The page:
Type-logical grammars typically take verbs to be derived. It is quite standard to take transitive verbs to be typed VP/NP, ditransitives as (in terms of the Lambek calculus typing conventions) VP/NP/NP, prepositional transitives as VP/PP/NP, and so on, where VP itself is nothing more than an abbreviation for X\S, with X ranging over a set of types---all those that can appear as the last argument in (including 'that' clauses, PPs ('Under the bed has become everyone's favorite place to store beer'), APs, etc. The point is that if you keep your ontology restricted to propositions, entities and functions built from these primitive logical types (as in classical montegovian semantics), then verbs can be characterized as syntactic objects which combine with a list of arguments specified in the lexicon (aka their valence). The tight linkage between semantic and syntactic types in type-logical versions of categorial grammar ensures that semantic functors and syntactic functors mirror each other in their respective argument structures; hence a predicate of type <e,<e,t>> is directly reflected in the syntactic type of a transitive verb as (NP\S)/NP. Things work a little differently in non-Lambek versions of TLG, such as the system introduced by Dick Oerhle in 1994 and extended and codified in so called Abstract Categorial Grammar (de Groote) and λ-Grammar (Muskens) as a fragment of propositional linear logic, but the idea is essentially the same.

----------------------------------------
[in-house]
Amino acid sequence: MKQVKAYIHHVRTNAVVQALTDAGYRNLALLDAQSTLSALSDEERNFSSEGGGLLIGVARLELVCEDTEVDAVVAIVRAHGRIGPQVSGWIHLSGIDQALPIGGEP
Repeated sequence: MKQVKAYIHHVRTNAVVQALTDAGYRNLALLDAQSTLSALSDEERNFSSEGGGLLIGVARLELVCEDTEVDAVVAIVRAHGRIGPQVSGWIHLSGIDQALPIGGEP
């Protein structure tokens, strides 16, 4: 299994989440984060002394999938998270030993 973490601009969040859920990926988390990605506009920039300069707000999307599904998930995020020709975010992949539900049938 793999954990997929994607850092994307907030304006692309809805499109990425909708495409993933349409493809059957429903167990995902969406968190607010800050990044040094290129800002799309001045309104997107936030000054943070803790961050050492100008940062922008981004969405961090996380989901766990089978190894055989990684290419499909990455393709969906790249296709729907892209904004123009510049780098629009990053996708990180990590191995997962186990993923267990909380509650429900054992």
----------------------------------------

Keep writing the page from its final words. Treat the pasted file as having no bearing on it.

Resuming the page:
The Lambek and Oehrle systems are combined in the hybrid type-logical proof theory developed in Kubota and Levine's 2020 monograph Type-Logical Syntax from MIT Press, which also includes a compact discussion of the relationship between TLG and CCG; you might want to take a look at their final chapter on the spectrum of CG variants.